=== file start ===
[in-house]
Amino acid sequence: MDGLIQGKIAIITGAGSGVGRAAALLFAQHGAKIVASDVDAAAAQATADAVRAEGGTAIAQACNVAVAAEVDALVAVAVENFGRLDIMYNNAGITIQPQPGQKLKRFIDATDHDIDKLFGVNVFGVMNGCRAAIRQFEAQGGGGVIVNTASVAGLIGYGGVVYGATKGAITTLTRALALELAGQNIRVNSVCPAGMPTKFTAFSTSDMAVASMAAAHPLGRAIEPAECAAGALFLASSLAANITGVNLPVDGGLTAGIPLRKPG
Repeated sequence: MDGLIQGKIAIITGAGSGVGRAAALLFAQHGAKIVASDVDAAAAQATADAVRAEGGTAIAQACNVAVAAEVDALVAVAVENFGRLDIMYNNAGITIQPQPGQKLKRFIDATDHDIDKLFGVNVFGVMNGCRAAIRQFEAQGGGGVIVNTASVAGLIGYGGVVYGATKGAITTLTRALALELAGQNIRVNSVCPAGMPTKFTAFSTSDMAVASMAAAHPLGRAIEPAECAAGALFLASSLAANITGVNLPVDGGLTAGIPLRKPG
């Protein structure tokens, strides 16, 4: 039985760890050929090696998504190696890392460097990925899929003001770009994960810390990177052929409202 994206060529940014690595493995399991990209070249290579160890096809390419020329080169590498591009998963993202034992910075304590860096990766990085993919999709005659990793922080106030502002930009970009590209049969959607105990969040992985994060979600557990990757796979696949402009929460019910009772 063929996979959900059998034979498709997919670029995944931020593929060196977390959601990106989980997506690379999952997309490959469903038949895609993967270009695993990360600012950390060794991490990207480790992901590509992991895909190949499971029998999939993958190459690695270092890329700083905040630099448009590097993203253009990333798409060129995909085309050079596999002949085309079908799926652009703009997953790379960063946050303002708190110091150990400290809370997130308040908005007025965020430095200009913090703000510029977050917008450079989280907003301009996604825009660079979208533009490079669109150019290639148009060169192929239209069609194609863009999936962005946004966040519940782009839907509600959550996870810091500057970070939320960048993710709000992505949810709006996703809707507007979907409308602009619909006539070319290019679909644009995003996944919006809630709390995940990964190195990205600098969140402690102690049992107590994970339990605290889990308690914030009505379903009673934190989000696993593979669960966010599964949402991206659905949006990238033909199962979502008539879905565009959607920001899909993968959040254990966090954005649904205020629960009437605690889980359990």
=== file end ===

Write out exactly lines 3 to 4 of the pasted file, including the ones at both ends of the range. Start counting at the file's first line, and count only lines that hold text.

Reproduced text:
Repeated sequence: MDGLIQGKIAIITGAGSGVGRAAALLFAQHGAKIVASDVDAAAAQATADAVRAEGGTAIAQACNVAVAAEVDALVAVAVENFGRLDIMYNNAGITIQPQPGQKLKRFIDATDHDIDKLFGVNVFGVMNGCRAAIRQFEAQGGGGVIVNTASVAGLIGYGGVVYGATKGAITTLTRALALELAGQNIRVNSVCPAGMPTKFTAFSTSDMAVASMAAAHPLGRAIEPAECAAGALFLASSLAANITGVNLPVDGGLTAGIPLRKPG
């Protein structure tokens, strides 16, 4: 039985760890050929090696998504190696890392460097990925899929003001770009994960810390990177052929409202 994206060529940014690595493995399991990209070249290579160890096809390419020329080169590498591009998963993202034992910075304590860096990766990085993919999709005659990793922080106030502002930009970009590209049969959607105990969040992985994060979600557990990757796979696949402009929460019910009772 063929996979959900059998034979498709997919670029995944931020593929060196977390959601990106989980997506690379999952997309490959469903038949895609993967270009695993990360600012950390060794991490990207480790992901590509992991895909190949499971029998999939993958190459690695270092890329700083905040630099448009590097993203253009990333798409060129995909085309050079596999002949085309079908799926652009703009997953790379960063946050303002708190110091150990400290809370997130308040908005007025965020430095200009913090703000510029977050917008450079989280907003301009996604825009660079979208533009490079669109150019290639148009060169192929239209069609194609863009999936962005946004966040519940782009839907509600959550996870810091500057970070939320960048993710709000992505949810709006996703809707507007979907409308602009619909006539070319290019679909644009995003996944919006809630709390995940990964190195990205600098969140402690102690049992107590994970339990605290889990308690914030009505379903009673934190989000696993593979669960966010599964949402991206659905949006990238033909199962979502008539879905565009959607920001899909993968959040254990966090954005649904205020629960009437605690889980359990």